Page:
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Long-term medical, educational, and social prognoses of childhood-onset epilepsy: a population-based study in a rural district of Japan

      Abstract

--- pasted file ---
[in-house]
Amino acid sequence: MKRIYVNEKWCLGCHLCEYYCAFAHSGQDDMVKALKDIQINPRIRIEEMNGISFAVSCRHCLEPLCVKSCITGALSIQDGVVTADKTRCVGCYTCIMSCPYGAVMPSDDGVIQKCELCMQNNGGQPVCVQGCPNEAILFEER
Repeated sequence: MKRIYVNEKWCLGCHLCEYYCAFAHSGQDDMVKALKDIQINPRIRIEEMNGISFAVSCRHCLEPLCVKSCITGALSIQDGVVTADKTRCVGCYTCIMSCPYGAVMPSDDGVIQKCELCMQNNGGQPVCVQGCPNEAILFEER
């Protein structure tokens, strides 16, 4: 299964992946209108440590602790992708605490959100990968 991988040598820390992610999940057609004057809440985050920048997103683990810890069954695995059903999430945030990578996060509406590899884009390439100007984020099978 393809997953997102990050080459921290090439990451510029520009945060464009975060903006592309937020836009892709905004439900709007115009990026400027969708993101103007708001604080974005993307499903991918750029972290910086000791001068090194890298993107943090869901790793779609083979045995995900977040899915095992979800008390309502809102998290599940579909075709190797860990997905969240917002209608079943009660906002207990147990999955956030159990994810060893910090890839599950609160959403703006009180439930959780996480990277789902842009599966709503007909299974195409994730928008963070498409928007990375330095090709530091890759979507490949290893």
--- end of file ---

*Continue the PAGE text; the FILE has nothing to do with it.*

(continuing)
The long-term prognosis of childhood-onset epilepsy has rarely been studied in a general population. We examined the long-term medical, educational, and social outcomes in individuals with a history of childhood-onset epilepsy aged 20 years or older in a defined area of Japan. Furthermore, the patients’ recognition of epilepsy as well as the parents’ concerns about the prognosis of epilepsy were also surveyed. After a mean follow-up period of 18.9 years, we had sufficient data on 148 surviving patients aged 20–38 years (mean, 26.0 years) and seven dead patients. The follow-up rate was 92.8%. In the overall group, the percentages of those who had had each of the following were as follows: (a) 5-year remission, 62.8%; (b) a relapse of seizures, 17.4%; (c) psychiatric complications, 2.7%; (d) mortality, 4.5%; (e) attendance at regular classes of an ordinary school during compulsory education, 71.6%; (f) entrance to high school, 65.5%; (g) employment, 67.4%; (h) marriage, 23.0%; and (i) acquisition of a driver's license, 54.7%. The educational and social variables of the control population were as follows: (e) 99.1, (f) 97.0, (g) 96.6, (h) 51.9, and (i) 94.8%. In the 99 patients of normal intelligence, the results of the same analysis were as follows: (a) 75.8, (b) 10.7, (c) 0, (d) 0.6, (e) 100, (f) 96.0, (g) 95.2, (h) 33.3, and (i) 77.8%, in contrast to the corresponding variables of the 49 patients with mental retardation, that is, (a) 36.7, (b) 44.4, (c) 8.2, (d) 12.2, (e) 14.3, (f) 6.1, (g) 20.4, (h) 2.0, and (i) 4.1%, respectively. The best predictors of seizure remission included an early response to therapy, a low frequency of seizures or an absence of status epilepticus prior to therapy, and normal mental development. As for the current awareness of epilepsy and its prognosis, nearly 40% of the patients did not know the true name of their illness, and the same proportion of parents were still anxious about the prognosis even if their children had been taken off medication. Our data show that the majority of patients with childhood-onset epilepsy have a favorable long-term medical prognosis in terms of seizure remission and psychiatric complications, whereas they have a higher mortality rate and lower levels of educational background as well as employment and marital status compared with the general population. However, except for the low marriage rate for the younger age group and the low rate of holding a driver's license, patients of normal intelligence appear to have more favorable long-term prognoses in terms of educational and social aspects as well. In Japan, individuals with epilepsy may not seek a driver's license because of the law.

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